After spending the better part of a day on the train coming back from Italy, I did some emergency laundry and went to bed so I could get to the station for the 5:23am train to Ljubljana (the one I had sworn never to take).  But I had to get to Ljubljana early to meet up with Dane for another very long day on the train – this time to Serbia.  By the time we arrived in Novi Sad about 7pm, we made straight for the pizzeria across from the train station like we hadn’t eaten all day.  Oh, wait…  We missed both the Slovenian (who lost) and US matches (who has since lost) but arrived just in time for the start of Serbia (who also lost – does anyone else see a pattern here?).

Novi Sad from Petrovaradin Fortress.

Novi Sad.

We were in Novi Sad for an academic conference on “geotourism” with a mix of geographers, geologists and tourism specialists mostly from Central Europe and the UK.  There were 2 full days of presentations (including my own) and a 1 day field excursion in Vojvodina province (despite the near-Tuscan climatic conditions) that was run by the geologists.  I now know more about loess than I could have imagined.


The Danube. At a loess site.

For the foodies – ah, so much food…so little space.  One day for lunch, Dane and I went to a little restaurant with big wood slab tables/benches and had krompirača.  There were big skillets filled with concentric rings of stuffed pastries (presumably a cousin to Slovenia’s burek), in this case, potato.  They cut out and weighed each portion and served it with a thin yogurt.  Two portions of that, one serving of a jabolka slatke version (a sweeter apple-filled pastry), a beer and a water cost us 500 dinars – about 5 euros.

The other day, I went into the city center with Tijanna who had come up from Beograd.  She had heard that the thing to have in Novi Sad was an “index sandwich”.  It took us a while to find a stand that made these sandwiches, but the woman there enthusiastically made us enormous sandwiches of toasted buns with grilled cheese, ham, veggies, sour cream and a chili sauce, and wrapped them so we could eat while we walked around the city.  That cost all of 120 dinars apiece.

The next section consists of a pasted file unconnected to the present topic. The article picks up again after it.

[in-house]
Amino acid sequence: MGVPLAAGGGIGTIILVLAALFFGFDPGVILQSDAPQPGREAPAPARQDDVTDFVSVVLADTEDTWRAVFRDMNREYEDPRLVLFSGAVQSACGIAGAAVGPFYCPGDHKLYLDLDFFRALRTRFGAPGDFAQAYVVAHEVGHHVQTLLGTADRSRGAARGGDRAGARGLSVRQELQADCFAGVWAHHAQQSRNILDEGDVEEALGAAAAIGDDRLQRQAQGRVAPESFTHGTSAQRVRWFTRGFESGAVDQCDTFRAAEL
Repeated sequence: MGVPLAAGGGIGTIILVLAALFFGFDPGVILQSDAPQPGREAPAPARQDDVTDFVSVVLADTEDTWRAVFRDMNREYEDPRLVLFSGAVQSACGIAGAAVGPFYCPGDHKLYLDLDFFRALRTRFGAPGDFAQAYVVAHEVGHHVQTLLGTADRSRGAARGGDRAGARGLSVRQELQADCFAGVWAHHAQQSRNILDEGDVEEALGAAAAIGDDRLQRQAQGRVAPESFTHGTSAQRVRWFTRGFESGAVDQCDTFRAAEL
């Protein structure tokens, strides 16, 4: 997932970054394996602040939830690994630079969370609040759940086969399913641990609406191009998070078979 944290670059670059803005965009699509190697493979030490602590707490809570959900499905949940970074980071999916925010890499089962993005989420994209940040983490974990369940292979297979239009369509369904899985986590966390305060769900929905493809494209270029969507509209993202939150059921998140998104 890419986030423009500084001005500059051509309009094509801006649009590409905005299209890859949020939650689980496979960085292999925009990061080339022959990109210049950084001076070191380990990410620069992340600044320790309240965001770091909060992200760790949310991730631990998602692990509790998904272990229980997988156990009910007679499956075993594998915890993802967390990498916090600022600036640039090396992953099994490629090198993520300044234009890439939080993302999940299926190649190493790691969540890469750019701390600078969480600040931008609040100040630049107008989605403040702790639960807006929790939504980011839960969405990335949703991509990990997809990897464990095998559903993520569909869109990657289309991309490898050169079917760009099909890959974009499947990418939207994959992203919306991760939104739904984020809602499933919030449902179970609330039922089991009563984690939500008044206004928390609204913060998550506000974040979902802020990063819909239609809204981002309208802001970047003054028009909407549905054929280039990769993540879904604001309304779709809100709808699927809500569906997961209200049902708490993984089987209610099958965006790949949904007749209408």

We had very nice dinners  at the conference every evening (interestingly enough in the lobby of the faculty) with various types of cold meats and cheeses, breads, at least two kinds of meats as an entree, cooked and pickled vegetables (tomatoes, cucumbers, carrots, sweet peppers, mushrooms, purple cabbage and eggplant), salad that resembled an unseasoned coleslaw, and pastries or cake.  One night I asked my table full of Serbians if this was typical food.  They told me there were too many vegetables.

At night, we went into the center to listen to live music.  We saw a couple of cover bands playing a combination of classic American rock songs and Serbian rock.  We also went to a basement pub for ethnic Serbian music – the kind where everyone sings along.  The guys translated some of the lyrics for me, but it’s probably one of those things that are lost in translation.

For Dragan, Nemanja and Stevan – who showed me a “typical” Saturday night in Novi Sad that was anything but typical for me – you guys have ensured that I will always have great memories of Serbia!  I hope to be back sooner rather than later…

June 21, 2010

Under the Tuscan rain...in Bagni di Lucca

I took the train across Italy to meet my parents in Tuscany.  It rained.  Sometimes most of the day.  Sometimes part of the day.  But every single day, with one exception.  Apparently this – summer trips to Europe in which it rains a lot – is an annual occurrence for them.  In which case, I’m not sure I want to travel with them again…  (Just kidding, guys.)

We managed a visit to Florence (one morning in a driving rain and another day with rain in the morning, midday and again late afternoon), had a pretty dismal day in Lucca, and some decent weather for part of the day in Pisa and Siena.  On our only rain-free day, we visited Pistoia – which had a lovely, untouristed piazza – and the beach resort town of Viareggio.  Keep in mind, on the beach, I still had to wear the same jeans and hoodie as in the photo above.